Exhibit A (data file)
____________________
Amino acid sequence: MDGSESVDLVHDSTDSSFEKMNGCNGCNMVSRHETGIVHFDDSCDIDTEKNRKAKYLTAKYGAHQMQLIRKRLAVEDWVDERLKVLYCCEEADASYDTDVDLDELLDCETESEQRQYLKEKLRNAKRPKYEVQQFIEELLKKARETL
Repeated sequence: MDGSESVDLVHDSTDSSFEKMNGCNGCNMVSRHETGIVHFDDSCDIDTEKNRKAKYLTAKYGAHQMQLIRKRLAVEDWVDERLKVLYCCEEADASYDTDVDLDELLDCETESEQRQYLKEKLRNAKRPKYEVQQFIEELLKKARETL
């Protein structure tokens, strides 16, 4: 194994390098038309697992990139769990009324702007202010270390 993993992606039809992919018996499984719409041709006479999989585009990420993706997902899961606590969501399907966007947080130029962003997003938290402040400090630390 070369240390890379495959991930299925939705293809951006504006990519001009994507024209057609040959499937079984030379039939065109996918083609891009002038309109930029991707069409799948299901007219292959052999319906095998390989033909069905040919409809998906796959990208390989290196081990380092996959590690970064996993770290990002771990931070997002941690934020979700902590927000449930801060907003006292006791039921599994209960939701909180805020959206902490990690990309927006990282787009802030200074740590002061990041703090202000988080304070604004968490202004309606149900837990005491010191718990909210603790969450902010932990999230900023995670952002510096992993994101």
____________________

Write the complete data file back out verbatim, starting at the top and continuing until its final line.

Amino acid sequence: MDGSESVDLVHDSTDSSFEKMNGCNGCNMVSRHETGIVHFDDSCDIDTEKNRKAKYLTAKYGAHQMQLIRKRLAVEDWVDERLKVLYCCEEADASYDTDVDLDELLDCETESEQRQYLKEKLRNAKRPKYEVQQFIEELLKKARETL
Repeated sequence: MDGSESVDLVHDSTDSSFEKMNGCNGCNMVSRHETGIVHFDDSCDIDTEKNRKAKYLTAKYGAHQMQLIRKRLAVEDWVDERLKVLYCCEEADASYDTDVDLDELLDCETESEQRQYLKEKLRNAKRPKYEVQQFIEELLKKARETL
């Protein structure tokens, strides 16, 4: 194994390098038309697992990139769990009324702007202010270390 993993992606039809992919018996499984719409041709006479999989585009990420993706997902899961606590969501399907966007947080130029962003997003938290402040400090630390 070369240390890379495959991930299925939705293809951006504006990519001009994507024209057609040959499937079984030379039939065109996918083609891009002038309109930029991707069409799948299901007219292959052999319906095998390989033909069905040919409809998906796959990208390989290196081990380092996959590690970064996993770290990002771990931070997002941690934020979700902590927000449930801060907003006292006791039921599994209960939701909180805020959206902490990690990309927006990282787009802030200074740590002061990041703090202000988080304070604004968490202004309606149900837990005491010191718990909210603790969450902010932990999230900023995670952002510096992993994101």